LONDON – There has been a fair amount of speculation, including by ourselves, that the disastrous slump in the Chinese equity markets might prompt investors to switch to gold as a safe haven. Indeed we have seen physical gold flows into China already at record levels this year – with the half-year figure for withdrawals from the Shanghai Gold Exchange hitting a new record of approximately 1,180 tonnes – beating the previous 2013 record by around 90 tonnes plus. And 2013 is so far the record year for Chinese gold demand with full year SGE withdrawals of close on 2,200 tonnes.
However, although the earlier strength in Chinese equity markets has been seen by mainstream analysts as diverting investment from gold into stocks and shares, the reverse may well not be true according to the latest Precious Metals Weekly from major global specialist consultancy, Metals Focus. (It will be recalled that Metals Focus has recently taken over from GFMS as the primary supplier of statistical data on precious metals for the World Gold Council.) And they may well have a point. Certainly continuing weakness in the gold price despite the current global financial turmoil does not seem so far to be being nipped in the bud by increased Chinese retail demand. Indeed gold hit a 3.5 month low in yesterday’s trading and silver dived by even more percentage wise. Other commodities suffered even more than gold, though, with some severe falls. (Gold only fell back around 1% by the end of the day whereas copper fell more than 4%, nickel was the worst loser falling 9% and other base metals around 2-3% or more).
Metals Focus points out that it sees the Chinese turning from equities to gold scenario as unlikely. In its view, and those of its China specialists, Chinese retail investors are seen as being mainly motivated by the prospect of capital gains, rather than wealth preservation – somewhat in line with the national propensity to gamble. It was probably that which pushed them into the equity markets and they did have a good run. The Shanghai Composite Index for example soared 154% in under a year before it came crashing back down again. The Shenzhen index managed even stronger gains, of 200% over the same period.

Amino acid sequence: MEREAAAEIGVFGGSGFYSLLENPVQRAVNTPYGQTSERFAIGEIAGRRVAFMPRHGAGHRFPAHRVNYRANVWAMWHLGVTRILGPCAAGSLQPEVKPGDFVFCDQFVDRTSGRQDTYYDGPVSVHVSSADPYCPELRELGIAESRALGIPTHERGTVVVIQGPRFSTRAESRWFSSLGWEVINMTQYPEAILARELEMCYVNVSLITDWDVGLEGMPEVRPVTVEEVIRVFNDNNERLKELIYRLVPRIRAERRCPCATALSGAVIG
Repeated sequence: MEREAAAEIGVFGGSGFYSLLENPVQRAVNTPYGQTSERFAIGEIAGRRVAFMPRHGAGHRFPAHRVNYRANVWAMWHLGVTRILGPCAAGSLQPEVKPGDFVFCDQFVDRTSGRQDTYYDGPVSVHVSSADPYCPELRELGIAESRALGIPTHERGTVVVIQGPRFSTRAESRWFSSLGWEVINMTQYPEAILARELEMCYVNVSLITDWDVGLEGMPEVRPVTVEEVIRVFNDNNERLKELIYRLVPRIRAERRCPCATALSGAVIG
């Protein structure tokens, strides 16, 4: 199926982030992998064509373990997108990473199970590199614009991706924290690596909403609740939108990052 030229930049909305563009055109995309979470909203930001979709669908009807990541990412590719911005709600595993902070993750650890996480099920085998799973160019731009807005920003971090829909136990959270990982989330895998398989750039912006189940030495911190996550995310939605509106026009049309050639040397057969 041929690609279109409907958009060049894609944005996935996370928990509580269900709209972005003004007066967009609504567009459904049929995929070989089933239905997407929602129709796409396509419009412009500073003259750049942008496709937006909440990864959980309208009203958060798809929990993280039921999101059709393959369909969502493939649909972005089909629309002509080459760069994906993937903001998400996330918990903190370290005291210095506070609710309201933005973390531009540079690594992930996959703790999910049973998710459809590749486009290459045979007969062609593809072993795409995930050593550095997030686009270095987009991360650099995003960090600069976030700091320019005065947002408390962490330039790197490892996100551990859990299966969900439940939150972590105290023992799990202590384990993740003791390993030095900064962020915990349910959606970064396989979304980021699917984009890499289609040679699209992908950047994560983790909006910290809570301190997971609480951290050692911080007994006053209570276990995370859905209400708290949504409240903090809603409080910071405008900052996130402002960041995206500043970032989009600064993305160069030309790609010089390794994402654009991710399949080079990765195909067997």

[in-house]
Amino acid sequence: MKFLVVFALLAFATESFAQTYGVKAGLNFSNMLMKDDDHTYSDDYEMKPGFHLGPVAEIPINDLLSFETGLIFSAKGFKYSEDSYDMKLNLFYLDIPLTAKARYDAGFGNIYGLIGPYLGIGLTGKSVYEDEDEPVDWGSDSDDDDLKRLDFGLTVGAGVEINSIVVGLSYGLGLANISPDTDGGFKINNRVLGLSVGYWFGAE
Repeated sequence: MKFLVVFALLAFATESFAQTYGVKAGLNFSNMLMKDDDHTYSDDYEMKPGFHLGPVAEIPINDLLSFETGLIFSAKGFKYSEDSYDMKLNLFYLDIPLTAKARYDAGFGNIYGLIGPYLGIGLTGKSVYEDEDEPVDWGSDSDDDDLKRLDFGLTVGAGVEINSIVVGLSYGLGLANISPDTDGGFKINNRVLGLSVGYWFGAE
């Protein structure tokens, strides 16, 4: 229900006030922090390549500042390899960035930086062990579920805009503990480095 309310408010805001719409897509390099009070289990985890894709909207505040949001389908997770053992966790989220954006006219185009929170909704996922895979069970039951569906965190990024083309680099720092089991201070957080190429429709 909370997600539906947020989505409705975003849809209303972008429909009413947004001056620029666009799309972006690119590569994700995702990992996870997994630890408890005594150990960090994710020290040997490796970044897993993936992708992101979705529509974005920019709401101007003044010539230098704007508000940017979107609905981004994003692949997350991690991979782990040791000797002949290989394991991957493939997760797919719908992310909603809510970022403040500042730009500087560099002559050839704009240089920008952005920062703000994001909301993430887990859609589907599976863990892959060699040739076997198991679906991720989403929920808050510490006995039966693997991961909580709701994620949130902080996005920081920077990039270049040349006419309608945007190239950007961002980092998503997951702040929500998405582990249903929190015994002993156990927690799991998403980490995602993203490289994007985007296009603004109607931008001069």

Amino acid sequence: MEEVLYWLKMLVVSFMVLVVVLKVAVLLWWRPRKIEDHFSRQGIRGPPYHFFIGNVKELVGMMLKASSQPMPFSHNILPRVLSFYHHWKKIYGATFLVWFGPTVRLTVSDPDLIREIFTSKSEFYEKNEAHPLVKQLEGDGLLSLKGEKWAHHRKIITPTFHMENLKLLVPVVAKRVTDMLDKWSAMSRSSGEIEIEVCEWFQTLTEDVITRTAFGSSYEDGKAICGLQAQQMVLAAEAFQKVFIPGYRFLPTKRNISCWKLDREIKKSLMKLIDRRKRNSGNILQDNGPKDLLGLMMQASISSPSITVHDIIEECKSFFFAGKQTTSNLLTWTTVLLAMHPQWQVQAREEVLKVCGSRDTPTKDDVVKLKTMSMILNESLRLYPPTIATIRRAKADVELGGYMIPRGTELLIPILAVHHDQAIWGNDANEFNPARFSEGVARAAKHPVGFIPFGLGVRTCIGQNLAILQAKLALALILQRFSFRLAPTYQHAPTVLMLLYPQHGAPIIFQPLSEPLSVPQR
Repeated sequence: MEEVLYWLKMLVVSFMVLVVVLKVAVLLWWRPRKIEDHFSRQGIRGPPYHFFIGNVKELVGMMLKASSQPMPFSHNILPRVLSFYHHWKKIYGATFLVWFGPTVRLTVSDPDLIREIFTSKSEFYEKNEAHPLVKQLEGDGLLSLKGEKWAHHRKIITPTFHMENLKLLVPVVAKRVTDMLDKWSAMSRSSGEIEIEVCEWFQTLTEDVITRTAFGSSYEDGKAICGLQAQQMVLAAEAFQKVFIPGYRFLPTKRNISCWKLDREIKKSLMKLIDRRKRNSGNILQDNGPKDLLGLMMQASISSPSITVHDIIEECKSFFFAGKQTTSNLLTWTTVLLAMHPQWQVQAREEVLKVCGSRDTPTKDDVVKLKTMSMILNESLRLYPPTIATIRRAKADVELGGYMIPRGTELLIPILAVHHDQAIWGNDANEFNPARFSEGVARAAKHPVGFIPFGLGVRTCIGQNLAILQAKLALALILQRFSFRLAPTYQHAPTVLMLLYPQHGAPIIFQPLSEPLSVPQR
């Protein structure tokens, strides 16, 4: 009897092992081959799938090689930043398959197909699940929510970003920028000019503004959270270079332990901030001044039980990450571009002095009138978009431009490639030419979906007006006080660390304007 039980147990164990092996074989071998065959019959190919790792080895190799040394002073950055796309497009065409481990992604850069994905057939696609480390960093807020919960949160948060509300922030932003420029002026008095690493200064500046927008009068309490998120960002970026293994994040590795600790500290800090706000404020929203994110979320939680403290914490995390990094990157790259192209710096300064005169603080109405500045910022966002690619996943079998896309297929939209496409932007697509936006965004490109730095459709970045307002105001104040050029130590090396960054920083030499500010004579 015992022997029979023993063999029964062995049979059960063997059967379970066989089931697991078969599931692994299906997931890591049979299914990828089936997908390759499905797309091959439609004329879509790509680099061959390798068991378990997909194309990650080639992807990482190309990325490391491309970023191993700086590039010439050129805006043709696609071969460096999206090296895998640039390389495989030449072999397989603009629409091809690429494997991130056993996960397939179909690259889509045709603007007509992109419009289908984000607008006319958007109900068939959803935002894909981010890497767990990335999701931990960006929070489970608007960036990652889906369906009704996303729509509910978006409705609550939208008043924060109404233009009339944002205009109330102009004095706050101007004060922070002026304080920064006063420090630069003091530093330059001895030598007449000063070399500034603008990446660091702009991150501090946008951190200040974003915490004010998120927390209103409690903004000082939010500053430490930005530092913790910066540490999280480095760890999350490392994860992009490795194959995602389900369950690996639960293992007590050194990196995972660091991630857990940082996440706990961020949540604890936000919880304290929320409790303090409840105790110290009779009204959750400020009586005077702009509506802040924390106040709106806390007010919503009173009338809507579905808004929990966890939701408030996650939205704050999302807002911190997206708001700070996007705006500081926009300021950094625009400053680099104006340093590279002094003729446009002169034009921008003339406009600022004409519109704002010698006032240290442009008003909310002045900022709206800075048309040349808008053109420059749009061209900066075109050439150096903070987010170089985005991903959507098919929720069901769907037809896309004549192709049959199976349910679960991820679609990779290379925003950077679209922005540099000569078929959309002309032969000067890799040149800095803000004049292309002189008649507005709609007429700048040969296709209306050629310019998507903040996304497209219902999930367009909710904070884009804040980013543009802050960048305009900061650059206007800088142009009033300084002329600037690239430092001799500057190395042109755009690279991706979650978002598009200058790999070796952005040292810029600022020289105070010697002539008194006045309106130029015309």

Metals Focus thus reckons that a rotation from equities to gold is unlikely. Indeed the consultancy reckons there is more the likelihood that weak equity prices may end up adversely affecting physical gold demand. Losses generated by the impact of the stock market crash may well hit jewellery and gold artefact purchases, while the scale of the fall is such that potential investors nursing big losses may well not have the liquidity to move back into gold.
There are obvious parallels here in Metals Focus’ thinking from the 2008 global financial meltdown which saw gold – as well as virtually all metals commodities – fall almost as sharply as the markets did themselves as there was a struggle for liquidity and many investors and funds needed to sell so-called safe assets to stay afloat. What might provide some comfort for the gold supporters is that it was then the first to recover and then went on for some spectacular gains over the following four years.
While the recent strength in SGE withdrawals noted above may lead some to feel that there could have already been a switch from equities into gold, Metals Focus disagrees in that it is not convinced that these flows are going into the retail sector. Gold used in finance and collateral may account for a good proportion of this as being linked to lack of other liquidity in a need to raise cash to cover losses in the markets.